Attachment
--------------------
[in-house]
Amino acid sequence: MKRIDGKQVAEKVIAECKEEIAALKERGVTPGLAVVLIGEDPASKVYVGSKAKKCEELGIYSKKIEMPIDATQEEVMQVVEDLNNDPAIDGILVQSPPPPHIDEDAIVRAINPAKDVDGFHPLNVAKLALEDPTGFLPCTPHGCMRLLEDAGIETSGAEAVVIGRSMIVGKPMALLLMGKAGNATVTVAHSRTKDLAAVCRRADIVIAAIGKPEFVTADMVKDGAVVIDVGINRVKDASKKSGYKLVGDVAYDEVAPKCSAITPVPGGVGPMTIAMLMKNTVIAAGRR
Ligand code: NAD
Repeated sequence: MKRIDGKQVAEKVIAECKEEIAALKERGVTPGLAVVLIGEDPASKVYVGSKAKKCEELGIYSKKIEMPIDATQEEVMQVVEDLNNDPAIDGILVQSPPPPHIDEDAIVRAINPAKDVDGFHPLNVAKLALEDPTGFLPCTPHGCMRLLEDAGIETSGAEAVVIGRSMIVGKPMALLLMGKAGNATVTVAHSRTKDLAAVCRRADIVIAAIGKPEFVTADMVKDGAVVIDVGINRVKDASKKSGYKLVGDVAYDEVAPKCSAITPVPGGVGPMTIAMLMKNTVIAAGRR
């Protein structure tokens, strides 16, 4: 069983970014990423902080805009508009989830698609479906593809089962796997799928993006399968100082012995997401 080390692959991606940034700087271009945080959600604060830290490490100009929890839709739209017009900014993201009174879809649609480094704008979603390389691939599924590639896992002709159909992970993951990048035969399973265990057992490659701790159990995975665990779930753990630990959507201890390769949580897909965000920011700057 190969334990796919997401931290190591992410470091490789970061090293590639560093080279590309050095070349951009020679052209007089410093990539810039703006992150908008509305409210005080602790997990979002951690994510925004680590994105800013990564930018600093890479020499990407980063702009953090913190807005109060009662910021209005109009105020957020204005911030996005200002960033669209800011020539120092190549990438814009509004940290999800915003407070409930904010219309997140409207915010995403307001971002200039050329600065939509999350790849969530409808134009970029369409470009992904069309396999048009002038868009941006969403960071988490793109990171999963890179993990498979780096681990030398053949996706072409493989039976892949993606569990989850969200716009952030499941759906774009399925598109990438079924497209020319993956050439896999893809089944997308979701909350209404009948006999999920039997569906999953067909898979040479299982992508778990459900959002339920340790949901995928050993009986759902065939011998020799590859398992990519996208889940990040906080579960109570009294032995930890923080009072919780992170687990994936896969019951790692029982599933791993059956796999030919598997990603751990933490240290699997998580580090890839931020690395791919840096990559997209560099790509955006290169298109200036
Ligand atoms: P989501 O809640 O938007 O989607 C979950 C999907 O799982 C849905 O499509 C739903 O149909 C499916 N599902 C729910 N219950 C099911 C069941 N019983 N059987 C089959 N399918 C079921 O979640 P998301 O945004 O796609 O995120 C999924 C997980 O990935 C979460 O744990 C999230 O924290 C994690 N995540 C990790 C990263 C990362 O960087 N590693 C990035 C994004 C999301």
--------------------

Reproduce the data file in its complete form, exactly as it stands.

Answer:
[in-house]
Amino acid sequence: MKRIDGKQVAEKVIAECKEEIAALKERGVTPGLAVVLIGEDPASKVYVGSKAKKCEELGIYSKKIEMPIDATQEEVMQVVEDLNNDPAIDGILVQSPPPPHIDEDAIVRAINPAKDVDGFHPLNVAKLALEDPTGFLPCTPHGCMRLLEDAGIETSGAEAVVIGRSMIVGKPMALLLMGKAGNATVTVAHSRTKDLAAVCRRADIVIAAIGKPEFVTADMVKDGAVVIDVGINRVKDASKKSGYKLVGDVAYDEVAPKCSAITPVPGGVGPMTIAMLMKNTVIAAGRR
Ligand code: NAD
Repeated sequence: MKRIDGKQVAEKVIAECKEEIAALKERGVTPGLAVVLIGEDPASKVYVGSKAKKCEELGIYSKKIEMPIDATQEEVMQVVEDLNNDPAIDGILVQSPPPPHIDEDAIVRAINPAKDVDGFHPLNVAKLALEDPTGFLPCTPHGCMRLLEDAGIETSGAEAVVIGRSMIVGKPMALLLMGKAGNATVTVAHSRTKDLAAVCRRADIVIAAIGKPEFVTADMVKDGAVVIDVGINRVKDASKKSGYKLVGDVAYDEVAPKCSAITPVPGGVGPMTIAMLMKNTVIAAGRR
């Protein structure tokens, strides 16, 4: 069983970014990423902080805009508009989830698609479906593809089962796997799928993006399968100082012995997401 080390692959991606940034700087271009945080959600604060830290490490100009929890839709739209017009900014993201009174879809649609480094704008979603390389691939599924590639896992002709159909992970993951990048035969399973265990057992490659701790159990995975665990779930753990630990959507201890390769949580897909965000920011700057 190969334990796919997401931290190591992410470091490789970061090293590639560093080279590309050095070349951009020679052209007089410093990539810039703006992150908008509305409210005080602790997990979002951690994510925004680590994105800013990564930018600093890479020499990407980063702009953090913190807005109060009662910021209005109009105020957020204005911030996005200002960033669209800011020539120092190549990438814009509004940290999800915003407070409930904010219309997140409207915010995403307001971002200039050329600065939509999350790849969530409808134009970029369409470009992904069309396999048009002038868009941006969403960071988490793109990171999963890179993990498979780096681990030398053949996706072409493989039976892949993606569990989850969200716009952030499941759906774009399925598109990438079924497209020319993956050439896999893809089944997308979701909350209404009948006999999920039997569906999953067909898979040479299982992508778990459900959002339920340790949901995928050993009986759902065939011998020799590859398992990519996208889940990040906080579960109570009294032995930890923080009072919780992170687990994936896969019951790692029982599933791993059956796999030919598997990603751990933490240290699997998580580090890839931020690395791919840096990559997209560099790509955006290169298109200036
Ligand atoms: P989501 O809640 O938007 O989607 C979950 C999907 O799982 C849905 O499509 C739903 O149909 C499916 N599902 C729910 N219950 C099911 C069941 N019983 N059987 C089959 N399918 C079921 O979640 P998301 O945004 O796609 O995120 C999924 C997980 O990935 C979460 O744990 C999230 O924290 C994690 N995540 C990790 C990263 C990362 O960087 N590693 C990035 C994004 C999301």